Covered in grease, patch applied, I struggle to get the tire back on, finally do it when a man on his way out asks if I need any help, says he's sort of the local bike guy.  I tell him thank you, thank you, but it looks like I might have got it.  I reunite with the station attendant, who thought I was long gone, not out causing trouble in his parking lot, wash me hands and set off again.

So proud to have successfully managed the change in under thirty minutes, I'm almost singing, though drenched in sweat from the thickening humidity, when I turn onto a new, even sunnier highway and about five miles later feel the wobble again.  Oh, this is going to be unpleasant, I thought; I knew I'd probably pinched the tube or something (though how it could have held up for fifteen miles if that was the case is hard to say.)  Anyway, I start to change the tire again.  I find two other holes, patch them, and am wrestling the tire on, when a car pulls up.

"We have to stop meeting like this," the man says.  It was the same fellow from up the road.

He and his wife step out, introduce themselves, and say, "Come on, get in, we live a couple miles down the road.  Let's take the bike, get out of the heat, have something to eat and we'll get you off and running again.  This time, I take them up on their offer.

Juan and Marsha Beltran, and their brilliant son Jacob were such cool cats when they asked if I'd like to just stay for the night, start out again early, I, again, took them up on it.  Plus, I was feeling a little ill.  Sometimes I think Texas was a big monster trying to eat me, and it was quite nice to hide from him.  Besides, I never knew how, but at the start of each leg (roughly each week), I planned for an unexpected half or full day's break somewhere in the middle.

Jacob and I hung out, he played me some music, showed me his wall of fame--personal fame, or the little things he'd found iconic in his life.  He took my patchy, useless bike tube (we bought a fresh one), and put it up there.  I was so honored, so amused, so touched.

I hope I get to see those guys again, maybe at one of Jacob's concerts, when he's famous!

Day 31: 105 miles into Texas forest country

Due to resting up and the short ride before, I was able to cover some ground today.  And it was a gorgeous ride, very green.  Lots of farmland, cows, trees, and at the end, the smell of pine trees, which always calms me.  I was worried I wouldn't make it to the state park to camp, but I couldn't get too worked up because the sunset, the cooling air, and the feeling of being in the mountains was too serene.

When I arrived in Montgomery, I thought I'd look around for a city park, instead.  First stop, groceries.  I asked there about the local rules on camping, or if anyone knew of a nearby place, but there were mostly blank stares.  Then there was talk of a nearby KOA, but as they are so overpriced, the checker had another idea,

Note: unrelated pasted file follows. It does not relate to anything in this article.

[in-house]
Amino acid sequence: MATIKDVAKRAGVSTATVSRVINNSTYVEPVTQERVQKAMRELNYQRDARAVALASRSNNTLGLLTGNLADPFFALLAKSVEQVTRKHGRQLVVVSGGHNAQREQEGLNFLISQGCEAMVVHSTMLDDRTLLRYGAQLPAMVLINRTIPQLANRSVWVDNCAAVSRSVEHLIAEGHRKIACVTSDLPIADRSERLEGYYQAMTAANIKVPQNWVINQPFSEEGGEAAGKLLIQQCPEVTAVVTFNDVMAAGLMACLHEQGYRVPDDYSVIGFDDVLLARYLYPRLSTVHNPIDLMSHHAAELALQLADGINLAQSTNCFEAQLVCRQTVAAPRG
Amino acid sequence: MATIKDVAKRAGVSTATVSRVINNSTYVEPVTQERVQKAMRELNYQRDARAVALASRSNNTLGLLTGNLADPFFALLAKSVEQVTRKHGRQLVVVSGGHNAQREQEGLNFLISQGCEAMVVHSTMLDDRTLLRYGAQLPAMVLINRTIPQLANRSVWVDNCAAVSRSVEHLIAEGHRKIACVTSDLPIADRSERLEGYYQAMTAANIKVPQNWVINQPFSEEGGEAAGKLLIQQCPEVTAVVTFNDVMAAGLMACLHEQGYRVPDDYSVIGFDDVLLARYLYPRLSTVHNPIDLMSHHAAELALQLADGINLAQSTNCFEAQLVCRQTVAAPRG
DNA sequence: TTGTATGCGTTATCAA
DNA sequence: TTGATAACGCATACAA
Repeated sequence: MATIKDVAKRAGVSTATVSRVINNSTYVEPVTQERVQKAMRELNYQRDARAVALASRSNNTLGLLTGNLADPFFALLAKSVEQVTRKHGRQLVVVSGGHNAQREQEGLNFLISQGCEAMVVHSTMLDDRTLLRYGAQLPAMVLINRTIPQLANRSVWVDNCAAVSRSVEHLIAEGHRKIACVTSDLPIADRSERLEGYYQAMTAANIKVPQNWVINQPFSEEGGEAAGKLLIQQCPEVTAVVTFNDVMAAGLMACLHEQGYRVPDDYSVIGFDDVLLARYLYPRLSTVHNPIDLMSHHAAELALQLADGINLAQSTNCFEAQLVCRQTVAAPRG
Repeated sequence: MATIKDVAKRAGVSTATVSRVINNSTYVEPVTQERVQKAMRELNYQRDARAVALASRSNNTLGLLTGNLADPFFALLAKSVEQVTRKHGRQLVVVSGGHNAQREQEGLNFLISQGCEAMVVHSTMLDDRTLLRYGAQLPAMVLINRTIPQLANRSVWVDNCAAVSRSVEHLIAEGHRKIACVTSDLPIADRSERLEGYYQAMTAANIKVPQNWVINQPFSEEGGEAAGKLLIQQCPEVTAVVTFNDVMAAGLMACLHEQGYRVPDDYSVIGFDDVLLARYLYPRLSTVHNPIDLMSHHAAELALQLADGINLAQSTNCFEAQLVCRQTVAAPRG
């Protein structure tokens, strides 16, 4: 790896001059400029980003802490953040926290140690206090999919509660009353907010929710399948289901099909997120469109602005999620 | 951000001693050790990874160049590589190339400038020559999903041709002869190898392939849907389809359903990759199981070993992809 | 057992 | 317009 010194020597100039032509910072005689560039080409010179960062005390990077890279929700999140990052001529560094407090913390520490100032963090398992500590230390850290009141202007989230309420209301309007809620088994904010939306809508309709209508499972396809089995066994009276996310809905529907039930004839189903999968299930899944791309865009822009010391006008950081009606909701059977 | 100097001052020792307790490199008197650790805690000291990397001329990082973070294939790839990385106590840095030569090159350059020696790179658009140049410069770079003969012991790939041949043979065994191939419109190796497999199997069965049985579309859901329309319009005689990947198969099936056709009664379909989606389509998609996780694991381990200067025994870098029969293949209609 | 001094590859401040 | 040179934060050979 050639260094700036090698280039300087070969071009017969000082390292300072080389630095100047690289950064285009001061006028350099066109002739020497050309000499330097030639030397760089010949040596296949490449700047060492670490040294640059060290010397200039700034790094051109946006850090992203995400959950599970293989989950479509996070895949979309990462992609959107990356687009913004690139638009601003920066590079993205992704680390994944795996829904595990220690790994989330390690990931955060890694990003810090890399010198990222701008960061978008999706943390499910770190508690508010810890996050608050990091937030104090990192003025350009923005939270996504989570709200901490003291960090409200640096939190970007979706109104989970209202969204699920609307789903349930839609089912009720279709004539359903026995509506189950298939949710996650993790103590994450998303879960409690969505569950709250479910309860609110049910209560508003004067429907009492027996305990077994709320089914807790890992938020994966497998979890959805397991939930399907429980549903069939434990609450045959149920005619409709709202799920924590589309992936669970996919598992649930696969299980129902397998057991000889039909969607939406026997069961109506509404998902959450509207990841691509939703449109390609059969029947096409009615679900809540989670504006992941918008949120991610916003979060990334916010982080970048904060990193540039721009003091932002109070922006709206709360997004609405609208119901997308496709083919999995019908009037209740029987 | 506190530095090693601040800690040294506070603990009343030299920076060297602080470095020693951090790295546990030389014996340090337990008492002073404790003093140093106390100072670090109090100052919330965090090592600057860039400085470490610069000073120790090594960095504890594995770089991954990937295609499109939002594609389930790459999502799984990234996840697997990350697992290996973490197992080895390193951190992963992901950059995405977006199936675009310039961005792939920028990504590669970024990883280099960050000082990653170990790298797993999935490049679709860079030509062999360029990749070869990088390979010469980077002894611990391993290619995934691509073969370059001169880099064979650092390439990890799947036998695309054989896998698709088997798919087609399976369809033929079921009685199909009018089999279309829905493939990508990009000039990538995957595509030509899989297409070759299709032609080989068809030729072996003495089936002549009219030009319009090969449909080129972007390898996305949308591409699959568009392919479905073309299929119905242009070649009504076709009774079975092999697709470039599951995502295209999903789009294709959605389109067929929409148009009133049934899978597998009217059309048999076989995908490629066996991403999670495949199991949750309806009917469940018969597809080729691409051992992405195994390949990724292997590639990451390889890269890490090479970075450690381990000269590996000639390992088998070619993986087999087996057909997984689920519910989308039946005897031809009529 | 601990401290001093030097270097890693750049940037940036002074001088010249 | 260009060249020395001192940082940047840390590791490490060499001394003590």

"Ask the fire department.  They're just down the road."

I didn't see anyone outside, and I was tired, it was getting late, I kept on going, not knowing exactly how far I had to go to reach the KOA.  Then something hit me, a burst of confidence, I suppose, and I turned back around.  I pulled my bike up to the front, then around by the garage.  Still nobody.  I was about to ride away when two young guys came out.  I apologized for bothering them, but explained my situation.  They, too, directed me to the KOA, but said it was only about a mile.  I would make it, no problem.

I thanked them, crossed the highway, and pedalled up to the indeed very close by registration.  Then, a fire truck, a small one, pulled up behind me;

"Hey there, uh, we ran it by our Captain and he said over in Navasota [the town before them, to the west, on the same highway] they do it all the time, take in cyclists.  You're welcome to stay with us."

And I rode back into the sunset.  Another lucky break.  Another swell of human kindness to which I am greatly indebted.

The fellows on the nightshift had made barbeque chicken and potatoes and graciously served me some after I'd had a shower and got situated in my little room/office with a murphy bed.  I got a tour of the complex and some area history, especially around the procedures and recent dealings with natural disasters (ie Hurricane Ike and Rita.)  I slept soundly except for one call in the middle of the night that started the sirens.

In the morning, it was the next shift, and they insisted one must have some grease to get started.  It was a deliciously filling biscuits, gravy, and bacon that got me, again, on my way.

Thank you, thank you, to the Montgomery, TX Fire Department, especially Larry, Joseph, and Captain Devon.